Is This a Really Bad Time to Sell a Note?
Don’t we all wish we had a crystal ball? When to buy, when to sell properties, paper, stocks, bonds, Potassium Iodide… the list goes on. And the answer is… it depends. What is your personal situation?
What are your highest priorities and financial objectives? What are the particulars of your property or paper (note)? What helps you sleep best at night?
I believe that further depreciation in real estate prices is likely in most areas, and I believe that interest rates and inflation could climb rapidly, potentially changing the market overnight. It just might be a bit of a wild ride yet, so what’s most important to you?
Here’s a recent email conversation talking about this very topic…
How are you and thanks in advance for your website!
I am presently carrying a note on a townhouse. It’s not a huge note – $65K original loan amount – and it is performing. I was hoping to run a few questions by you, before I send you a huge lump o’ papers via FAX:
1) I appreciate your candor. Would I do better using a local note buyer?
Maybe and maybe not. If you know someone personally that would be comfortable with this type of investment and its inherent risks at less than a 12% return, then you should strike up a conversation. However, I have seen some of the national players pay more (require smaller discounts) than many private local investors that I know. Many private note buyers are looking to make at least 12% on their money… usually more.
2) While the note itself is only 4 months old, the payor was previously my tenant and she had a perfect rent payment history (12 mos) as well. Can this improve the value of the note?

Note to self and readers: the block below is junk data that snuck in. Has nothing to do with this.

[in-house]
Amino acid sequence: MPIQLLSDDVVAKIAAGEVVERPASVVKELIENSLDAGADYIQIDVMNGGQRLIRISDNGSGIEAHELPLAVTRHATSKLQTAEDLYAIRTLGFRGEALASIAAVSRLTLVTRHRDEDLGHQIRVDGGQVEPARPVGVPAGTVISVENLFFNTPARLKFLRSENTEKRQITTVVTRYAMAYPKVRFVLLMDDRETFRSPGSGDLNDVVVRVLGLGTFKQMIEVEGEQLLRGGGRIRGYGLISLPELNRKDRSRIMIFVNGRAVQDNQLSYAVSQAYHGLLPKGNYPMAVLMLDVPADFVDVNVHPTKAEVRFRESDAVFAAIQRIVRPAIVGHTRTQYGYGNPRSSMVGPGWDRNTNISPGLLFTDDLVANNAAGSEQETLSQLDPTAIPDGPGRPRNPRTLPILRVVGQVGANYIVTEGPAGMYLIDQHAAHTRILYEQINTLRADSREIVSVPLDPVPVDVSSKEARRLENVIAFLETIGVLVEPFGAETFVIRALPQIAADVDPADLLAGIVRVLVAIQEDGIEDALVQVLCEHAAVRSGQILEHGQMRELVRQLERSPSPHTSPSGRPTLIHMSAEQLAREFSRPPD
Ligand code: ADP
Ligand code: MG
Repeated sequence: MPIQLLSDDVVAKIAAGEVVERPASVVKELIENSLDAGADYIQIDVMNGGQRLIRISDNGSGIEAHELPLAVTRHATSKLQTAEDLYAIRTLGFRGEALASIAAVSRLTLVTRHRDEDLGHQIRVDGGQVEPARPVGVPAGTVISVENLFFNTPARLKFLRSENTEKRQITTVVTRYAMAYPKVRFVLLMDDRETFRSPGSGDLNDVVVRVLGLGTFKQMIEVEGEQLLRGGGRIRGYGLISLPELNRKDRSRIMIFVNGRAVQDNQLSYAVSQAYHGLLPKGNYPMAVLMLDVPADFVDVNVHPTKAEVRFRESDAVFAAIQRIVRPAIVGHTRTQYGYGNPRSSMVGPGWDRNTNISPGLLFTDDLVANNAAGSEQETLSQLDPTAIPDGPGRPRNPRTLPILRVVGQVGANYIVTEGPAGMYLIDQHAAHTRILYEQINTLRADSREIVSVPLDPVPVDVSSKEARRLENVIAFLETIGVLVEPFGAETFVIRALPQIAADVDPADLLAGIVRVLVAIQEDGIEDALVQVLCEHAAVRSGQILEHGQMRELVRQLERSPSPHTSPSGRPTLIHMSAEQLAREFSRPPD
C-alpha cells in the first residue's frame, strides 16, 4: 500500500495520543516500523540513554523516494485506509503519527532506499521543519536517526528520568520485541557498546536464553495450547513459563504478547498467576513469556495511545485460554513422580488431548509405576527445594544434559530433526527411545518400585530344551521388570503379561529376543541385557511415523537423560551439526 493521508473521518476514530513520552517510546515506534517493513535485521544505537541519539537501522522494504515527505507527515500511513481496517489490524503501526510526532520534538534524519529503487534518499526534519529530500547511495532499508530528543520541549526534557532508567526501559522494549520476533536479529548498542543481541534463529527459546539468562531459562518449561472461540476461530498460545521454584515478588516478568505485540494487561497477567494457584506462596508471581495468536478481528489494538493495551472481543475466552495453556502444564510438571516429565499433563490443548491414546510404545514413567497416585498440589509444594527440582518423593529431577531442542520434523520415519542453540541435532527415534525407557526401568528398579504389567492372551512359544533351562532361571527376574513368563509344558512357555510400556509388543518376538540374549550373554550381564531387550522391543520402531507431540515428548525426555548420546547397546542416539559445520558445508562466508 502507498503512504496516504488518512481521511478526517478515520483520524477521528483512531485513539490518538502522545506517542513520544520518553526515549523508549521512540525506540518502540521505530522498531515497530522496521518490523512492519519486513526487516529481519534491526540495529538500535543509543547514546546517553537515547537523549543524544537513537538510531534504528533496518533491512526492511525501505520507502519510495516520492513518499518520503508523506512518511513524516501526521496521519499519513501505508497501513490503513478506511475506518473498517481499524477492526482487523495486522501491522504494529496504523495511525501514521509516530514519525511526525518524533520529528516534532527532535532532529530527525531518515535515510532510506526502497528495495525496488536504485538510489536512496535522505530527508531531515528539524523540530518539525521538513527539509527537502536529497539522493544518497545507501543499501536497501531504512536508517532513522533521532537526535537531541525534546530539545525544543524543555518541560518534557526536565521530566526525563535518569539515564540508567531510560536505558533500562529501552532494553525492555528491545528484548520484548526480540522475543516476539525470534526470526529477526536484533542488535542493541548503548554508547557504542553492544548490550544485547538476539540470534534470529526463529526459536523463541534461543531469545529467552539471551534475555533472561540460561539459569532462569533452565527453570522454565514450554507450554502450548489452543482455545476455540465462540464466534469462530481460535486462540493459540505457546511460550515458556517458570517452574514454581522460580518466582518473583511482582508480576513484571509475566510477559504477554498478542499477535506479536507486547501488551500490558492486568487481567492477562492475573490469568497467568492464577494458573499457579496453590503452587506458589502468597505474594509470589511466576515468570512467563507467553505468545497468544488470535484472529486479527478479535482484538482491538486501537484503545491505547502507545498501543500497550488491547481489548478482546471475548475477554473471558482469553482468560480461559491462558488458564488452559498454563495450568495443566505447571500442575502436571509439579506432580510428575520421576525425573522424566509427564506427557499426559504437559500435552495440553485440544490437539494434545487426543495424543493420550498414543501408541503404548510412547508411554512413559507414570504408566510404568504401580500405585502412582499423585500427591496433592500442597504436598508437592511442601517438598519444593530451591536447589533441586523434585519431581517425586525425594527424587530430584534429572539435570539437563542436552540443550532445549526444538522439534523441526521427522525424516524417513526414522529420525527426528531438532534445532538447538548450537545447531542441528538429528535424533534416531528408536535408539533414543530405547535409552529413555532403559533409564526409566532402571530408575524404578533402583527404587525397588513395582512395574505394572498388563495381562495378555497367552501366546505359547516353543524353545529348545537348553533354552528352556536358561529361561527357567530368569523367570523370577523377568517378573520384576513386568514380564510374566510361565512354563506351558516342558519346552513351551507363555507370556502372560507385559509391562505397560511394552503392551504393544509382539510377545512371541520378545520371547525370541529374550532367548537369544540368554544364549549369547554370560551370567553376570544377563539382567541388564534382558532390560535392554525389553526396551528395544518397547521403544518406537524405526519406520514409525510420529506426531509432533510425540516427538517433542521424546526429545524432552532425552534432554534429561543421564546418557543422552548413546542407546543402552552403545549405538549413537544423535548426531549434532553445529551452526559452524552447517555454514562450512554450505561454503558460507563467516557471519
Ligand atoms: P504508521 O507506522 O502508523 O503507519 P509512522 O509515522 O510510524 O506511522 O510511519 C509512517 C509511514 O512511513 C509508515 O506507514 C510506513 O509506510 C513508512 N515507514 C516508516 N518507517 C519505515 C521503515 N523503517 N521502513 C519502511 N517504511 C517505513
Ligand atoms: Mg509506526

The tenant’s rental history will not help you, and 4 months is not a lot of seasoning. How much of a down payment did she come up with? Her credit score and the amount of her down payment (as well as the true value of the property) will be the most important factors in determining the value of your note.
3) I’d like to get an assessment of the note’s value without the payor knowing. Since you request the payor’s social security number, will she know that something is up by the presence of a new inquiry on her credit report?
I usually quote notes without running credit, but any offer to purchase would be ‘subject to’ the credit coming in at, or above, a certain number. If you purport that the payor’s credit is higher than it turns out to be, then we’ll have to renegotiate the contract. Credit will definitely be run after we have a signed purchase agreement in place. If you just want to know the ballpark of what your note is worth, and don’t want a lot of digging around by a lot of potential note buyers, just pay for an appraisal.
4) Last item… generally speaking, with the real estate market in its’ current state, is right now a “really bad time” to sell a note?
Well, it depends. In general, we will probably see more depreciation, and once a buyer/payor is upside down (the note balance is higher than the value of the property) it is very difficult to sell a note at all (at least at a price you can stomach). Additionally, most of us expect inflation to kick in some time in the next few years, and when it does, that will make discounts much steeper/higher than they are now.
For both property and paper… if you want or need to sell, then sooner is probably better. You may want to let your note season a few more months and take your chances that market conditions won’t change significantly in the meantime. A lot depends on your payor and how you put your deal together.
I am in the middle of helping a woman from Louisiana coordinate the sale of her free and clear rental to a tenant… helping engineer the transaction to give her the best possible chances of liquidity if she ever wants to sell all or part of the note in the future.